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Factsheet_Landlords_Aug_14.pdf

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IMMIGRATION ACT The Immigration Bill received Royal Assent on 14 May. In doing so it became the Immigration Act 2014. Factsheet: Tackling illegal immigration in privately rented accommodation (clauses 22-28) Key facts The Government is making it harder for illegal immigrants to rent accommodation. The Immigration Act 2014 introduced a requirement for landlords of private rental accommodation to conduct checks to establish that new tenants have the right to rent in the UK. Landlords who rent to i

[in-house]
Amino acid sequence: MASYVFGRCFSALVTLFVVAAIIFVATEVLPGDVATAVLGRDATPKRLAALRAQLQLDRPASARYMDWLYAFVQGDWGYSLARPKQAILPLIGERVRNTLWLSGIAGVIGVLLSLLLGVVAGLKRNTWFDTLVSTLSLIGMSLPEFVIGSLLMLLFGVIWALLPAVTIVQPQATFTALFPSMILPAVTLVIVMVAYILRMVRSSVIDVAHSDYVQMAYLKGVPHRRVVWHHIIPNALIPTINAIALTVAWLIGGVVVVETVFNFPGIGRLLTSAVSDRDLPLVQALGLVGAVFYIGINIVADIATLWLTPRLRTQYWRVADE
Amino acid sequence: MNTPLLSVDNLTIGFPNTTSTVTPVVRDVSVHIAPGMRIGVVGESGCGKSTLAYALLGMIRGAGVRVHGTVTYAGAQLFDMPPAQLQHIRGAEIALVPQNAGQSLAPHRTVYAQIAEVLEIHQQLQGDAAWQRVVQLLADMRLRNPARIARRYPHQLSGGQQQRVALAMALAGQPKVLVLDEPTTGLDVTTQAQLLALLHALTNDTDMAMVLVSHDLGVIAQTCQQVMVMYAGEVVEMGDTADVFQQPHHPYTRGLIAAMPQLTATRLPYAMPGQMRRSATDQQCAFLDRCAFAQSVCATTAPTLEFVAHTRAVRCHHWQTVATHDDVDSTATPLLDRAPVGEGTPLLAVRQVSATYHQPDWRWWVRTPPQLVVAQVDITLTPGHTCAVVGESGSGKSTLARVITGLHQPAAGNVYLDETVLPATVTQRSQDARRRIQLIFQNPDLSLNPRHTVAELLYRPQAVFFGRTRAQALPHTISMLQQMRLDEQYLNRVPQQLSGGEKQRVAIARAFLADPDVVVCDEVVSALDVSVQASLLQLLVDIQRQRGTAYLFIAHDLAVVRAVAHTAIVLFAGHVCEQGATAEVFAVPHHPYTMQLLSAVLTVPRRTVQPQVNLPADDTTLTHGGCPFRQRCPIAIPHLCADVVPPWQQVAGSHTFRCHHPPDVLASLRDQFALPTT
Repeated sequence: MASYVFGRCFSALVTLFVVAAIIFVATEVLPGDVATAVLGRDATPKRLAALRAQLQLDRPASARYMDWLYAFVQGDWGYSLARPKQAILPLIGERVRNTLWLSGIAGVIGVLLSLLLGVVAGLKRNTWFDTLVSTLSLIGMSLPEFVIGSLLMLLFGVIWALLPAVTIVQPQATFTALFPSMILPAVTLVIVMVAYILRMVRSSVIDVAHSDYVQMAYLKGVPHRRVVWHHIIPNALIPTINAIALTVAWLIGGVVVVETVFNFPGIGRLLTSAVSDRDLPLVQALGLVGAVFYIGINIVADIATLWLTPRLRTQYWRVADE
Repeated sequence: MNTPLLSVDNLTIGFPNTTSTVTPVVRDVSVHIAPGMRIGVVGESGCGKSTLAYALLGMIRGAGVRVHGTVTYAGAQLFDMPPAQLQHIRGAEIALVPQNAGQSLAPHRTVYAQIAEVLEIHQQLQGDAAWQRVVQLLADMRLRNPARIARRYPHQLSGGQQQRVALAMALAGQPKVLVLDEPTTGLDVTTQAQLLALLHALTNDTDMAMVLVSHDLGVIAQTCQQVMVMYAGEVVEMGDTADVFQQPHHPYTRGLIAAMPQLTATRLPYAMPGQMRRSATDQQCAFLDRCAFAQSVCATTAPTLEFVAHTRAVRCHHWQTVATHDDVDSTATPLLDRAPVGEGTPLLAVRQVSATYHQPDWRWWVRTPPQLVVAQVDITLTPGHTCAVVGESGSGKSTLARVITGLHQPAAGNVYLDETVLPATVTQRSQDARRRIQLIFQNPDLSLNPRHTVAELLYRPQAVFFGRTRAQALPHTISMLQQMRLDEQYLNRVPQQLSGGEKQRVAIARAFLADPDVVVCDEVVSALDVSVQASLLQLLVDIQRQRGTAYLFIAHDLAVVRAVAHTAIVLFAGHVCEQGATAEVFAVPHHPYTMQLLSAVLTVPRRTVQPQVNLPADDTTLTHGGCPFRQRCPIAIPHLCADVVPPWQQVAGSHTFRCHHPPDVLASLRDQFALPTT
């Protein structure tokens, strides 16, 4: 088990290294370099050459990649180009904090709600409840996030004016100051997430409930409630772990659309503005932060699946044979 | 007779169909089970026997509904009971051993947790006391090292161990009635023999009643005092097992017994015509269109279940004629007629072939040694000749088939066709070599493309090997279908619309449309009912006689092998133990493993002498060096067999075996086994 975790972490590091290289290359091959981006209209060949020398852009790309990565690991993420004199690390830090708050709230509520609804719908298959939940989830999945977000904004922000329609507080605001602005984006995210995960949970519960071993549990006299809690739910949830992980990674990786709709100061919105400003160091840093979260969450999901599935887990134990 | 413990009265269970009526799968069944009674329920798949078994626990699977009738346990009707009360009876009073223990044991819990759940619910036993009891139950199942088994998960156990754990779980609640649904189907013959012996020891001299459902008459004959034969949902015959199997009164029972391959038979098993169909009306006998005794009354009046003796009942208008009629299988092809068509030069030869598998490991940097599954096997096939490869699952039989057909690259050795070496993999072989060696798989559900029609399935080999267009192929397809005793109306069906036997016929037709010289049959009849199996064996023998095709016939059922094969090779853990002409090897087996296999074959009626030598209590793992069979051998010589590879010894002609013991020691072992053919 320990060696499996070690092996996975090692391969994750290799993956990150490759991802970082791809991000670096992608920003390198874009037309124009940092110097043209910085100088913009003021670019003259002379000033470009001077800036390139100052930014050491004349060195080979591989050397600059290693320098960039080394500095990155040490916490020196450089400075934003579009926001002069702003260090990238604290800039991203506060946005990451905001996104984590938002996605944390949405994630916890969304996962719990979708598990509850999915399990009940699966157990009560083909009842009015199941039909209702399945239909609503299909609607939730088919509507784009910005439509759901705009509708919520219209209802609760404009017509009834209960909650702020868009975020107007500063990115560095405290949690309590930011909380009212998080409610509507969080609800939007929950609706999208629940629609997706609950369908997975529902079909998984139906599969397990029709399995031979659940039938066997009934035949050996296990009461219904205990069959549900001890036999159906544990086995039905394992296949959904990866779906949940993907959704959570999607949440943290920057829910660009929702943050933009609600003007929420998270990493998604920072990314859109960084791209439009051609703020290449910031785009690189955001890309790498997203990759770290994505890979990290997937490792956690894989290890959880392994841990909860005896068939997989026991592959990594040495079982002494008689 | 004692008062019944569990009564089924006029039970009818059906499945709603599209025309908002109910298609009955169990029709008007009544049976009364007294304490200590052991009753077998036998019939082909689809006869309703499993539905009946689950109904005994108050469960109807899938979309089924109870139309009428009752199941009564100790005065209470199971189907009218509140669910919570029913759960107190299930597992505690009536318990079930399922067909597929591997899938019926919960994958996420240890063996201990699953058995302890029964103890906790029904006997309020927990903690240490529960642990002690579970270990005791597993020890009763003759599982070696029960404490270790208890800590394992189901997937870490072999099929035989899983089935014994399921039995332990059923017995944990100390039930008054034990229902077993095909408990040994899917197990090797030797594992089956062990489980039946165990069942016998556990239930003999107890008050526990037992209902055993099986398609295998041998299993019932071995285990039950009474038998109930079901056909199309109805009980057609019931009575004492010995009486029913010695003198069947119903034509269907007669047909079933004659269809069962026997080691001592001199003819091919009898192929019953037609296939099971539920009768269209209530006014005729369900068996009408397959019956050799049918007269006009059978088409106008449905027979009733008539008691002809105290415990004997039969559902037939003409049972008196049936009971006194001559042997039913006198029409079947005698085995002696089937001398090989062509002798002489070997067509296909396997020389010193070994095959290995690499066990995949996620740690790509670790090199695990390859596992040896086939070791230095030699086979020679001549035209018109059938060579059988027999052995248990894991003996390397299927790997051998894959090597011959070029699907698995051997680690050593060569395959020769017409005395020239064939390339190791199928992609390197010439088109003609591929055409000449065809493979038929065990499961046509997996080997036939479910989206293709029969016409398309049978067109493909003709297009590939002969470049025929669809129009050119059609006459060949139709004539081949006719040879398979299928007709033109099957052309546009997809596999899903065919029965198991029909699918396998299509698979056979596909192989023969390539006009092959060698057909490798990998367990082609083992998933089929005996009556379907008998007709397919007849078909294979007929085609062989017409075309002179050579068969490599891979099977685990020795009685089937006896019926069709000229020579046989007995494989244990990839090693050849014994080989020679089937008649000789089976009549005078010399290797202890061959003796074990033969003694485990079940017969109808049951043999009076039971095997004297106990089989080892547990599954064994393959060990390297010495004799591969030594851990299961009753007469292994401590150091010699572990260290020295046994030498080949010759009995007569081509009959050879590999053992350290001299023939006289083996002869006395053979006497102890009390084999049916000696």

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  IMMIGRATION ACT The Immigration Bill received Royal Assent on 14 May. In doing so it became the Immigration Act 2014. Factsheet: Tackling illegal immigration in privately rented accommodation (clauses 22-28) Key facts The Government is making it harder for illegal immigrants to rent accommodation. The Immigration Act 2014 introduced a requirement for landlords of private rental accommodation to conduct checks to establish that new tenants have the right to rent in the UK. Landlords who rent to illegal migrants without conducting these checks will be liable for a civil penalty. On 29 July, the Prime Minister announced that these requirements will come into force in one part of the UK in late autumn of this year. The Government will announce the location of this first phase in the autumn. The requirements may apply more widely from 2015. The right to rent checks will only apply to new tenancy agreements. Existing tenancy agreements are unaffected and landlords will not be required to carry out retrospective checks. The requirements apply to all adults (aged 18 and over) living at the property. Failure to comply could result in a civil penalty up to a maximum £3000. Timescales [The timescales outlined in this factsheet are correct at the time of publishing but subject to change.] The checks may become mandatory for all UK landlords next year (2015). But initially they will apply in a single UK location (to be announced in the autumn).  At that point we will publish draft Codes of Practice, guidance and online resources, including an aid to help landlords and tenants identify whether they are affected and, if so, how to conduct a check. The checks will be very simple, and in most cases landlords will be able to conduct them without contacting the Home Office. The Government will provide a comprehensive set of services to help landlords conduct checks, including online guidance and a telephone helpline  (local rate) providing general information, and a case-checking service for more complex cases. In the meantime, landlords and tenants can have a look at the right to work check (www.gov.uk/legal-right-to-work-in-the-uk   ), which is similar to resource that we will be introducing for landlords. Background Data from the ONS Labour Force Survey and Annual Population Survey indicates that use of the private rented sector is particularly high among recently arriving migrants, with 85% of migrants who have been in the UK for less than a year using this type of housing. The government wants to ensure tenants in private rented housing are not living in the UK illegally and is already working with councils to tackle rogue landlords who exploit migrant by housing them in “beds in sheds”  and illegally overcrowded accommodation. Under the new measures, the Home Office will be equipped for the first time with powers to deal with landlords who rent homes to illegal migrants. Many private landlords already make checks on tenants’ identify and credit sta tus, making it difficult for illegal migrants to rent properties from them. But not all landlords do that. The new measures in the Act mirror the existing and long-standing requirements on employers to ensure that an employee has a right to work here; they will make it harder for illegal migrants to establish a settled life in the UK. This is no more that we ask employers to do  –   we’re not asking landlords to become immigration experts. Those that undertake simple steps will have nothing to fear, and there will not be a criminal penalty. What we are going to do: Ensure that new tenants in private rented housing are not living in the UK illegally. This will complement the governm ent’s work in tackling rogue landlords who provide substandard or illegal accommodation. Ensure that landlords in the private rented sector take steps to check the status of individuals before allowing them to rent or occupy property. Introduce financial penalties for landlords who rent to illegal immigrants having failed to comply with the checking requirement. How we are going to do it: Private landlords will be required to make simple checks on new tenants to ensure that they are entitled to be in this country. The checks will be  straightforward and quick for law-abiding landlords and tenants to comply with. Landlords or agents who are responsible for undertaking checks and fail to do so, or knowingly allow illegal immigrants to rent their properties will be given a civil penalty.  An on-line right to work checking aid (www.gov.uk/legal-right-to-work-in-the-uk) has attracted praise as being user friendly, quick and easy to use. The Home Office is creating a similar tool for landlords. Checks will be simple and straightforward for landlords to complete. Landlords will need to obtain and copy documents demonstrating an individual’s right to rent in the UK, such as a passport or biometric residence permit. In most cases there will be no need for landlords to contact the Home Office. We will provide a comprehensive set of services to assist landlords conduct checks, including; o  guidance and on-line resources, supported by a telephone helpline (local rate) providing general information o  a case-checking service for status verification where the prospective tenant has an outstanding immigration application with the Home Office or the Home Office has their documents. This service will provide a clear yes/no response within two working days. Our focus is on making this work for the housing market and minimising regulation. If a landlord has not had an answer from the Home Office within two working days, they can go ahead and rent without risk of incurring a penalty. We are focussed on caring for the vulnerable. We have listened to housing a nd homelessness stakeholders’ concerns, and as a result we are : - Making it easy for homeless and vulnerable people to prove their entitlement through simple documentary requirements for the right to rent check; - Exempting those parts of the housing market where further regulation is least appropriate from this obligation, including homelessness hostels, refuges and student accommodation including all halls of residence, any accommodation provided for students directly by a higher educational institution (HEI), and residency agreements in private residential properties where the student has been nominated to occupy the property by a HEI; and  - Excluding all tenants housed by local authorities under a statutory duty from the scheme. The Act will benefit Landlords and agents providing a legitimate service to tenants. Those communities blighted by illegal structures and overcrowded houses. Lawful residents who face competition from illegal migrants in the housing market. Next steps The government will publish a draft code of practice for the operation of the civil penalty regime, which includes guidance for landlords, and draft regulations setting out the status documents that landlords will be required to check. Subject to Parliamentary approval, the intention is to implement the scheme in late autumn 2014. It will not apply to pre-existing tenancies. Landlords will only have to conduct checks on new tenants from the implementation date. The government will continue to communicate with industry groups and ensure that general publicity helps landlords to understand their duties. Q&A No changes Further reading No changes Home Office August 2014  –  All information in this factsheet was correct at the time of publishing but is subject to change.